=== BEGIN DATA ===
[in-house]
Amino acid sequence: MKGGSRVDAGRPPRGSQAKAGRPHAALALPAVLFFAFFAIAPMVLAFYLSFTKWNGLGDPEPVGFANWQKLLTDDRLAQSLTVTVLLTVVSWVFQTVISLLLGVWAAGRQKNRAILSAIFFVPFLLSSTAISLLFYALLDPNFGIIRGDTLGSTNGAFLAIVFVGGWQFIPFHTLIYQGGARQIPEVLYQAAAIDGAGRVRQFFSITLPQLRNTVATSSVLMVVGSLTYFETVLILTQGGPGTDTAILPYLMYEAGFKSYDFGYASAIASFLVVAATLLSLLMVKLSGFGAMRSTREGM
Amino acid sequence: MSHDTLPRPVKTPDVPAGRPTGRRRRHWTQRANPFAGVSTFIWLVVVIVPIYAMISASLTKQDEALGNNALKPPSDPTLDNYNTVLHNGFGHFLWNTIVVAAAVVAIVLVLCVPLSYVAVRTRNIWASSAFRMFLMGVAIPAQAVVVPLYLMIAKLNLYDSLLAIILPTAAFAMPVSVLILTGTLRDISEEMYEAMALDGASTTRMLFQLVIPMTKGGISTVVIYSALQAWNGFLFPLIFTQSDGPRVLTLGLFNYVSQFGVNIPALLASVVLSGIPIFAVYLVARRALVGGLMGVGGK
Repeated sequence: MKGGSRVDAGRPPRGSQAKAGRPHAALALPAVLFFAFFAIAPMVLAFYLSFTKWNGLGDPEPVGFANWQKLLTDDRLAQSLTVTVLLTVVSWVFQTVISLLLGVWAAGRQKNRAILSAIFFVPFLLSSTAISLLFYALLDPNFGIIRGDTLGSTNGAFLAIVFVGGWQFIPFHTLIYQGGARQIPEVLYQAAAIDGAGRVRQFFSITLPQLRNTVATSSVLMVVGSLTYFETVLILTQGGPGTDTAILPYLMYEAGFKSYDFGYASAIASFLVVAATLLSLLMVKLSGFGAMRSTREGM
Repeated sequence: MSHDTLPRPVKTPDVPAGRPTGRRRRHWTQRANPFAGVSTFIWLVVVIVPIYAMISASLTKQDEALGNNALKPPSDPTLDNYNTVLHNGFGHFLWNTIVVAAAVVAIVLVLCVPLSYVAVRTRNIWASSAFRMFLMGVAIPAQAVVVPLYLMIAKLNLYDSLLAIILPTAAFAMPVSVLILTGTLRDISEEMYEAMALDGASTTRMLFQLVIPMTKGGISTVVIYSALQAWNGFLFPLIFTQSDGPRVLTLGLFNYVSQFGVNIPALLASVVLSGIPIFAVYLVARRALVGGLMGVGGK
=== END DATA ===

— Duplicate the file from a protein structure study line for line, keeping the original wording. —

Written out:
[in-house]
Amino acid sequence: MKGGSRVDAGRPPRGSQAKAGRPHAALALPAVLFFAFFAIAPMVLAFYLSFTKWNGLGDPEPVGFANWQKLLTDDRLAQSLTVTVLLTVVSWVFQTVISLLLGVWAAGRQKNRAILSAIFFVPFLLSSTAISLLFYALLDPNFGIIRGDTLGSTNGAFLAIVFVGGWQFIPFHTLIYQGGARQIPEVLYQAAAIDGAGRVRQFFSITLPQLRNTVATSSVLMVVGSLTYFETVLILTQGGPGTDTAILPYLMYEAGFKSYDFGYASAIASFLVVAATLLSLLMVKLSGFGAMRSTREGM
Amino acid sequence: MSHDTLPRPVKTPDVPAGRPTGRRRRHWTQRANPFAGVSTFIWLVVVIVPIYAMISASLTKQDEALGNNALKPPSDPTLDNYNTVLHNGFGHFLWNTIVVAAAVVAIVLVLCVPLSYVAVRTRNIWASSAFRMFLMGVAIPAQAVVVPLYLMIAKLNLYDSLLAIILPTAAFAMPVSVLILTGTLRDISEEMYEAMALDGASTTRMLFQLVIPMTKGGISTVVIYSALQAWNGFLFPLIFTQSDGPRVLTLGLFNYVSQFGVNIPALLASVVLSGIPIFAVYLVARRALVGGLMGVGGK
Repeated sequence: MKGGSRVDAGRPPRGSQAKAGRPHAALALPAVLFFAFFAIAPMVLAFYLSFTKWNGLGDPEPVGFANWQKLLTDDRLAQSLTVTVLLTVVSWVFQTVISLLLGVWAAGRQKNRAILSAIFFVPFLLSSTAISLLFYALLDPNFGIIRGDTLGSTNGAFLAIVFVGGWQFIPFHTLIYQGGARQIPEVLYQAAAIDGAGRVRQFFSITLPQLRNTVATSSVLMVVGSLTYFETVLILTQGGPGTDTAILPYLMYEAGFKSYDFGYASAIASFLVVAATLLSLLMVKLSGFGAMRSTREGM
Repeated sequence: MSHDTLPRPVKTPDVPAGRPTGRRRRHWTQRANPFAGVSTFIWLVVVIVPIYAMISASLTKQDEALGNNALKPPSDPTLDNYNTVLHNGFGHFLWNTIVVAAAVVAIVLVLCVPLSYVAVRTRNIWASSAFRMFLMGVAIPAQAVVVPLYLMIAKLNLYDSLLAIILPTAAFAMPVSVLILTGTLRDISEEMYEAMALDGASTTRMLFQLVIPMTKGGISTVVIYSALQAWNGFLFPLIFTQSDGPRVLTLGLFNYVSQFGVNIPALLASVVLSGIPIFAVYLVARRALVGGLMGVGGK